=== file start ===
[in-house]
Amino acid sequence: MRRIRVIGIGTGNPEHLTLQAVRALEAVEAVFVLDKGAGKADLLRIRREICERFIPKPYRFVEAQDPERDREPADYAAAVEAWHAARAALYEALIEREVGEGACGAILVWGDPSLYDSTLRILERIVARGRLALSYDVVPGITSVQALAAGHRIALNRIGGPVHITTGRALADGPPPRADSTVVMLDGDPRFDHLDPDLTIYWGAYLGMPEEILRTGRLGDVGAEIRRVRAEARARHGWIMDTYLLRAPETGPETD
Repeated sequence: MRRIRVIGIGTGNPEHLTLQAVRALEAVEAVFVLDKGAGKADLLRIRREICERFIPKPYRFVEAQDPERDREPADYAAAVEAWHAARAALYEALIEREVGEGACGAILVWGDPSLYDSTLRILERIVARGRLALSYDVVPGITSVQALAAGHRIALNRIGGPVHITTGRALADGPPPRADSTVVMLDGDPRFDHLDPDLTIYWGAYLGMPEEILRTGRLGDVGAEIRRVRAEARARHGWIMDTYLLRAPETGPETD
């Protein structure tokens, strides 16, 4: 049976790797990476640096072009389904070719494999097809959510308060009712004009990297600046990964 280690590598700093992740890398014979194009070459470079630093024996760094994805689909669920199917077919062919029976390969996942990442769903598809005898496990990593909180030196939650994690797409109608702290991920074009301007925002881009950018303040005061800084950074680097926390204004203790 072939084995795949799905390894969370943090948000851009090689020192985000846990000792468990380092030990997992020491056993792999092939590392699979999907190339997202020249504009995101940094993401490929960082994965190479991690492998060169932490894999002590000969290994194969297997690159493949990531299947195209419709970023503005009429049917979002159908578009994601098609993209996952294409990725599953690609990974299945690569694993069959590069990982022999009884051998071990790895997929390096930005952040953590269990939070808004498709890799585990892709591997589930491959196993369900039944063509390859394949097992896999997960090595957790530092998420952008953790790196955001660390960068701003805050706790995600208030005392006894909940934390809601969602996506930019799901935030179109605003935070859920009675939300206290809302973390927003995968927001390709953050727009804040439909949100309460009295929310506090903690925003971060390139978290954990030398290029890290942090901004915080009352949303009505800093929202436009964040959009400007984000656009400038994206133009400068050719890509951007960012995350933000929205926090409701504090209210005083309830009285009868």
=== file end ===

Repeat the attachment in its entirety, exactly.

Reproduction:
[in-house]
Amino acid sequence: MRRIRVIGIGTGNPEHLTLQAVRALEAVEAVFVLDKGAGKADLLRIRREICERFIPKPYRFVEAQDPERDREPADYAAAVEAWHAARAALYEALIEREVGEGACGAILVWGDPSLYDSTLRILERIVARGRLALSYDVVPGITSVQALAAGHRIALNRIGGPVHITTGRALADGPPPRADSTVVMLDGDPRFDHLDPDLTIYWGAYLGMPEEILRTGRLGDVGAEIRRVRAEARARHGWIMDTYLLRAPETGPETD
Repeated sequence: MRRIRVIGIGTGNPEHLTLQAVRALEAVEAVFVLDKGAGKADLLRIRREICERFIPKPYRFVEAQDPERDREPADYAAAVEAWHAARAALYEALIEREVGEGACGAILVWGDPSLYDSTLRILERIVARGRLALSYDVVPGITSVQALAAGHRIALNRIGGPVHITTGRALADGPPPRADSTVVMLDGDPRFDHLDPDLTIYWGAYLGMPEEILRTGRLGDVGAEIRRVRAEARARHGWIMDTYLLRAPETGPETD
């Protein structure tokens, strides 16, 4: 049976790797990476640096072009389904070719494999097809959510308060009712004009990297600046990964 280690590598700093992740890398014979194009070459470079630093024996760094994805689909669920199917077919062919029976390969996942990442769903598809005898496990990593909180030196939650994690797409109608702290991920074009301007925002881009950018303040005061800084950074680097926390204004203790 072939084995795949799905390894969370943090948000851009090689020192985000846990000792468990380092030990997992020491056993792999092939590392699979999907190339997202020249504009995101940094993401490929960082994965190479991690492998060169932490894999002590000969290994194969297997690159493949990531299947195209419709970023503005009429049917979002159908578009994601098609993209996952294409990725599953690609990974299945690569694993069959590069990982022999009884051998071990790895997929390096930005952040953590269990939070808004498709890799585990892709591997589930491959196993369900039944063509390859394949097992896999997960090595957790530092998420952008953790790196955001660390960068701003805050706790995600208030005392006894909940934390809601969602996506930019799901935030179109605003935070859920009675939300206290809302973390927003995968927001390709953050727009804040439909949100309460009295929310506090903690925003971060390139978290954990030398290029890290942090901004915080009352949303009505800093929202436009964040959009400007984000656009400038994206133009400068050719890509951007960012995350933000929205926090409701504090209210005083309830009285009868």